If you’re new to writing, you might not know this yet—and even if you’ve been writing for a while, it never hurts to stop and remember:
You know that feeling you get when the words you write just aren’t as compelling as the story in your mind? That’s normal.
Ira Glass says one of the smartest things I’ve ever heard anyone say about the creative process, and even though this link has been kicking around for a while, it seemed like a good reminder for an April Monday.
What nobody tells people who are beginners — and I really wish someone had told this to me . . . is that all of us who do creative work, we get into it because we have good taste. But there is this gap. For the first couple years you make stuff, and it’s just not that good. It’s trying to be good, it has potential, but it’s not.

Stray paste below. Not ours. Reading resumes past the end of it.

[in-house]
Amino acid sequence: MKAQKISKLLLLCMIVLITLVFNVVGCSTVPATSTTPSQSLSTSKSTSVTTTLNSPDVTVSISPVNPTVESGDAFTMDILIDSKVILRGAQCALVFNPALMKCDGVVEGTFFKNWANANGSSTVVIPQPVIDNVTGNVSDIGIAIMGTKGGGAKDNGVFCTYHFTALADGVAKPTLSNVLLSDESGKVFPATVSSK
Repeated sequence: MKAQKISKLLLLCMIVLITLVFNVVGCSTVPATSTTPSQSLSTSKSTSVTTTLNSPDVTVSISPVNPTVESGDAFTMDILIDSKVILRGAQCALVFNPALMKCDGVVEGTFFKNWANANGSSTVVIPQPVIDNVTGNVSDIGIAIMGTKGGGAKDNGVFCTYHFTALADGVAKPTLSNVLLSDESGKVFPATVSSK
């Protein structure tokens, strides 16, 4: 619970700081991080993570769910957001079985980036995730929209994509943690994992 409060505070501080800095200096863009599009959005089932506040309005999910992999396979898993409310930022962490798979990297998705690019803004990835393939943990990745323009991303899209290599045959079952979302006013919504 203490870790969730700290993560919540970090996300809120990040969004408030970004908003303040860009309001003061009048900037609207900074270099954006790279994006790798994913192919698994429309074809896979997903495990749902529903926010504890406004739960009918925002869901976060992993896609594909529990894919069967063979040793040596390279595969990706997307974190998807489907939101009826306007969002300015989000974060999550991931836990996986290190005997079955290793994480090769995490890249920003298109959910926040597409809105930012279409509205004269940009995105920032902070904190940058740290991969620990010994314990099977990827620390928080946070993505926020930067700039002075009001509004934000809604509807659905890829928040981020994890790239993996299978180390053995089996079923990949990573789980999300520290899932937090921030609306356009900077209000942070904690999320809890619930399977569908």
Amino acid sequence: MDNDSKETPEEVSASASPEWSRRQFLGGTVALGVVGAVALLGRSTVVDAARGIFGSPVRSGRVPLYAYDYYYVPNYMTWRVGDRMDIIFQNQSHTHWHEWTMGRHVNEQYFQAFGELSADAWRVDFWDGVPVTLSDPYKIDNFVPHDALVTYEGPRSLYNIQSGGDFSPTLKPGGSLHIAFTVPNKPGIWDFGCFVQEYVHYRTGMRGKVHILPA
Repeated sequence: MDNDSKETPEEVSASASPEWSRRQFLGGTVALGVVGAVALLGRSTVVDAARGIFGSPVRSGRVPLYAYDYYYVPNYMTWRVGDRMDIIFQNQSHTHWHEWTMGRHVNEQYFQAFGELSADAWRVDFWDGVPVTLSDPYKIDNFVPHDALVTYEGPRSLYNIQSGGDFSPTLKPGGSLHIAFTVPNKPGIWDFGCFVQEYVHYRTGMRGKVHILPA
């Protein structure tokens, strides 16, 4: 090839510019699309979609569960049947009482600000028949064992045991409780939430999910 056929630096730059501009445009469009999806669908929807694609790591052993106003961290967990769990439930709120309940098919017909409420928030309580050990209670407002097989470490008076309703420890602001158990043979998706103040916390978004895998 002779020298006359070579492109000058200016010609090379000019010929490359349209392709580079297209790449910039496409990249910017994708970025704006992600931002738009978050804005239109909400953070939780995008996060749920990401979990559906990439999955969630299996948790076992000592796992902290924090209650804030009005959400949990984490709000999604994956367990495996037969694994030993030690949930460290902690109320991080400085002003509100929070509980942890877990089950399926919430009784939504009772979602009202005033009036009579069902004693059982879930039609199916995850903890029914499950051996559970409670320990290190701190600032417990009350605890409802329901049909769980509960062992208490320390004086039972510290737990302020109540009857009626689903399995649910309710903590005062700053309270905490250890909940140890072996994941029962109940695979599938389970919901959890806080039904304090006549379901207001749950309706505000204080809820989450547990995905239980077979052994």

But your taste, the thing that got you into the game, is still killer. And your taste is why your work disappoints you. A lot of people never get past this phase. They quit. Most people I know who do interesting, creative work went through years of this.
There is a gap that we spend our entire creative lives working to close. And that’s as it should be.
For more detail, here’s the Ira Glass interview on storytelling.